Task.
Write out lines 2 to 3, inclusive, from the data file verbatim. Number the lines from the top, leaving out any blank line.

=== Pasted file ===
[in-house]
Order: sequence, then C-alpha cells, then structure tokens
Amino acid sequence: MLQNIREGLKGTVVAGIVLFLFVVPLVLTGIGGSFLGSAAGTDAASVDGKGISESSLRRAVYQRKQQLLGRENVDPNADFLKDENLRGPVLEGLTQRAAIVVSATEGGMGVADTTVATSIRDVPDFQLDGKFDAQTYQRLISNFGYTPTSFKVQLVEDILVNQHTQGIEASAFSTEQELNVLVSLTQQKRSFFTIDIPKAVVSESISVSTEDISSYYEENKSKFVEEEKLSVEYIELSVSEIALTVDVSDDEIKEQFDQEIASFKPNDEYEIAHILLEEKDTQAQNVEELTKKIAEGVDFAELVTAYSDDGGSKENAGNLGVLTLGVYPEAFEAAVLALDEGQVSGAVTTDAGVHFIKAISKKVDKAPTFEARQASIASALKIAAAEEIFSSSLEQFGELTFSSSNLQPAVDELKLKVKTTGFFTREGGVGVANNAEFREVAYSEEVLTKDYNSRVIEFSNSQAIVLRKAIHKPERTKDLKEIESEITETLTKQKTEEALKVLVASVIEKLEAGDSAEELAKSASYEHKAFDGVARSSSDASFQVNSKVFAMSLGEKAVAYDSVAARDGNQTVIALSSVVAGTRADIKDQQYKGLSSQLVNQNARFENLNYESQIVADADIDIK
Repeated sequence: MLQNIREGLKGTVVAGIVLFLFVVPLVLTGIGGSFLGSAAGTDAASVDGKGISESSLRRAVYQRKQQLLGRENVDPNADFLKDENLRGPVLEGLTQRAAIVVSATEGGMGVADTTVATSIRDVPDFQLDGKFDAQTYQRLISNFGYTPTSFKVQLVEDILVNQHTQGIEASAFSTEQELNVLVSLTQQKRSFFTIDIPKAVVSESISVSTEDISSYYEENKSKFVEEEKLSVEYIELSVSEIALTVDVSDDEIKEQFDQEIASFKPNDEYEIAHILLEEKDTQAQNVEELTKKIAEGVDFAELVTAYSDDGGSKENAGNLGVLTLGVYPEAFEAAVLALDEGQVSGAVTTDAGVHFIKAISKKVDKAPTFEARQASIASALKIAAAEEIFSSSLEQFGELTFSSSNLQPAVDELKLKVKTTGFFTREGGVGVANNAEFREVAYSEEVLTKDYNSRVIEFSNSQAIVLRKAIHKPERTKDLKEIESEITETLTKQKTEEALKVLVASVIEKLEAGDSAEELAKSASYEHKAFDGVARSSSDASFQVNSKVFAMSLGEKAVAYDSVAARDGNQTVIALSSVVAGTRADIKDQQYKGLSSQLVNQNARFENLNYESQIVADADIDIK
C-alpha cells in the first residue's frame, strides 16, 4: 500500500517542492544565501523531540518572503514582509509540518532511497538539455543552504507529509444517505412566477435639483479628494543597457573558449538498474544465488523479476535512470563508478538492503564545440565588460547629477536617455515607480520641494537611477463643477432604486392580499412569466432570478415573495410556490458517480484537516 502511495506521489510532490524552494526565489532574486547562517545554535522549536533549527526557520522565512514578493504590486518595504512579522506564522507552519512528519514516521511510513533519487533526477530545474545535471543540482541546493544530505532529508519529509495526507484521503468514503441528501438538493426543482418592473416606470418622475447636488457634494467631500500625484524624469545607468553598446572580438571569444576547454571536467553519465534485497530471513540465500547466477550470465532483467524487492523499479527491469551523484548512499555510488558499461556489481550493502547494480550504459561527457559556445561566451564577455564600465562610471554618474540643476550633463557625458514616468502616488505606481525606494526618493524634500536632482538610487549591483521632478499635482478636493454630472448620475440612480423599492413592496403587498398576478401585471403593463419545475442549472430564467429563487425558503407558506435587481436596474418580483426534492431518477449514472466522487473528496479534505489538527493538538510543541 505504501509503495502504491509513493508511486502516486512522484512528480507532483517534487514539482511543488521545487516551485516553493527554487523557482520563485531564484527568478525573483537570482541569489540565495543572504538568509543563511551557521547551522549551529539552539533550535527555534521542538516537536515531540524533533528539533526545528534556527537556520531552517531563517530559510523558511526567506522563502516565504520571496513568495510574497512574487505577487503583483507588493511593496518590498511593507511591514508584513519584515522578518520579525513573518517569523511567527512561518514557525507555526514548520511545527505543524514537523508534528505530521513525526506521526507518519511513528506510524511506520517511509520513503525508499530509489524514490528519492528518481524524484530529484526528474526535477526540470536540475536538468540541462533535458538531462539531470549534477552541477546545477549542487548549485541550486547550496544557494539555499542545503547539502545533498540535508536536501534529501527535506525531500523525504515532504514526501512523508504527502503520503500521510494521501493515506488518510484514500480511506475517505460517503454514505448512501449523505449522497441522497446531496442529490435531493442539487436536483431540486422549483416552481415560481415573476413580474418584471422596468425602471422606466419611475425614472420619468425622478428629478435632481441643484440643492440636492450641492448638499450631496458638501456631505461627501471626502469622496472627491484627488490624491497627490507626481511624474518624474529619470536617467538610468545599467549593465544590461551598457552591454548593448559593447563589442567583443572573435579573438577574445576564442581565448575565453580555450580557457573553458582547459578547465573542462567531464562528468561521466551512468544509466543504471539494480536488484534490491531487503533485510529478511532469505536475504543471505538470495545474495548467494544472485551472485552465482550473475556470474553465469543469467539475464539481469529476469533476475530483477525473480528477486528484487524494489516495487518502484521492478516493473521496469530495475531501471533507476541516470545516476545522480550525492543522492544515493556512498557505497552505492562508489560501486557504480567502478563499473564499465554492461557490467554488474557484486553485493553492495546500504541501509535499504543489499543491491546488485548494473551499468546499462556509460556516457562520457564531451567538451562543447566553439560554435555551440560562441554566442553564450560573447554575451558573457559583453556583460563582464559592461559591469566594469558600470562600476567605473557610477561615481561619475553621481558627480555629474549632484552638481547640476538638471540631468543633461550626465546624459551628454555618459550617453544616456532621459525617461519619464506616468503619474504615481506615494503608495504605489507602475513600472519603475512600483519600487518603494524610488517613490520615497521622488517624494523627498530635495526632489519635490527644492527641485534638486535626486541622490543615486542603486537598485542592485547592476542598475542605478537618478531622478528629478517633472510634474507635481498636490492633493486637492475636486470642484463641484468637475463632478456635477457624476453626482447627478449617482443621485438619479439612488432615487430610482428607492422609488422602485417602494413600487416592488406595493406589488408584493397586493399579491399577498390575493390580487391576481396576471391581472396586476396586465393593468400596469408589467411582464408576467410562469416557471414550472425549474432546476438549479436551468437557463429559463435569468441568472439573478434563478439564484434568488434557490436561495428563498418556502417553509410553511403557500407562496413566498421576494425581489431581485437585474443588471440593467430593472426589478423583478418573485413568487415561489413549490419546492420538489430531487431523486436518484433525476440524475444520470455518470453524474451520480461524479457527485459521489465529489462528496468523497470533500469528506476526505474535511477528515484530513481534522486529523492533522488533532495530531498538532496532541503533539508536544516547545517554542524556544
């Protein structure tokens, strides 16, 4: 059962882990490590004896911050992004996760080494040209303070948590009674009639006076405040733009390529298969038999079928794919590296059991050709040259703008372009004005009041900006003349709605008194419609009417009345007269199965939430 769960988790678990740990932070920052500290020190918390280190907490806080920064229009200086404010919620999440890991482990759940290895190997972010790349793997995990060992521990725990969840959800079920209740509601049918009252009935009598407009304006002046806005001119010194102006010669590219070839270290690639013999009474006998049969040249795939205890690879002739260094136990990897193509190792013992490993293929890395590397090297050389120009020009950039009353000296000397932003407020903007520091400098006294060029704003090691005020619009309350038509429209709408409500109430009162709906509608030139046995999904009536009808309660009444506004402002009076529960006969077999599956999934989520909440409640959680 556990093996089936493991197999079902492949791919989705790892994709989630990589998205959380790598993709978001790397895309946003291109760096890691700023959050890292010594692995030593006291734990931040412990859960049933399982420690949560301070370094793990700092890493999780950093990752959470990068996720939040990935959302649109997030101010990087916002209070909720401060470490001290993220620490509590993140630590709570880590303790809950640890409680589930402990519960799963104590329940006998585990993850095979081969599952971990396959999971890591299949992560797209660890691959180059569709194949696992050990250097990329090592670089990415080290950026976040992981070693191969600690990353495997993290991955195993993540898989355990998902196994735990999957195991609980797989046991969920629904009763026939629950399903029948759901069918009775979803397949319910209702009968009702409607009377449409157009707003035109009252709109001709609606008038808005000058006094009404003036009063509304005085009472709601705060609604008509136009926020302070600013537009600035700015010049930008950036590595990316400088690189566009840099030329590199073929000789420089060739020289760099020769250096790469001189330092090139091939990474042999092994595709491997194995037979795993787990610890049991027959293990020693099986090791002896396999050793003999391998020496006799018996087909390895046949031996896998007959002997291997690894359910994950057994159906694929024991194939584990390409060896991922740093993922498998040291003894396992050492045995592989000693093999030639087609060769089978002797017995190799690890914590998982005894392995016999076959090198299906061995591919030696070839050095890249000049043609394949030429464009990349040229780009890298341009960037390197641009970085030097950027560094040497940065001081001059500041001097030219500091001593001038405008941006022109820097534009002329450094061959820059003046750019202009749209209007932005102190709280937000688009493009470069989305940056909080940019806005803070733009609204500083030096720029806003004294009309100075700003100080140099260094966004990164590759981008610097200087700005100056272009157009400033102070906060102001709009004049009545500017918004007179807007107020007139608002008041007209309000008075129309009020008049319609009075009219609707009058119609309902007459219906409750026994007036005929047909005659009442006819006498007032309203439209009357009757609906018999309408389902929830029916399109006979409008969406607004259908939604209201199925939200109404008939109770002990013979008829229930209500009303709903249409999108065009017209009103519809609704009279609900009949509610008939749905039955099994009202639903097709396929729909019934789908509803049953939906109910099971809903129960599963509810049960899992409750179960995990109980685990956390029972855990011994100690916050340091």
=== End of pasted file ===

Order: sequence, then C-alpha cells, then structure tokens
Amino acid sequence: MLQNIREGLKGTVVAGIVLFLFVVPLVLTGIGGSFLGSAAGTDAASVDGKGISESSLRRAVYQRKQQLLGRENVDPNADFLKDENLRGPVLEGLTQRAAIVVSATEGGMGVADTTVATSIRDVPDFQLDGKFDAQTYQRLISNFGYTPTSFKVQLVEDILVNQHTQGIEASAFSTEQELNVLVSLTQQKRSFFTIDIPKAVVSESISVSTEDISSYYEENKSKFVEEEKLSVEYIELSVSEIALTVDVSDDEIKEQFDQEIASFKPNDEYEIAHILLEEKDTQAQNVEELTKKIAEGVDFAELVTAYSDDGGSKENAGNLGVLTLGVYPEAFEAAVLALDEGQVSGAVTTDAGVHFIKAISKKVDKAPTFEARQASIASALKIAAAEEIFSSSLEQFGELTFSSSNLQPAVDELKLKVKTTGFFTREGGVGVANNAEFREVAYSEEVLTKDYNSRVIEFSNSQAIVLRKAIHKPERTKDLKEIESEITETLTKQKTEEALKVLVASVIEKLEAGDSAEELAKSASYEHKAFDGVARSSSDASFQVNSKVFAMSLGEKAVAYDSVAARDGNQTVIALSSVVAGTRADIKDQQYKGLSSQLVNQNARFENLNYESQIVADADIDIK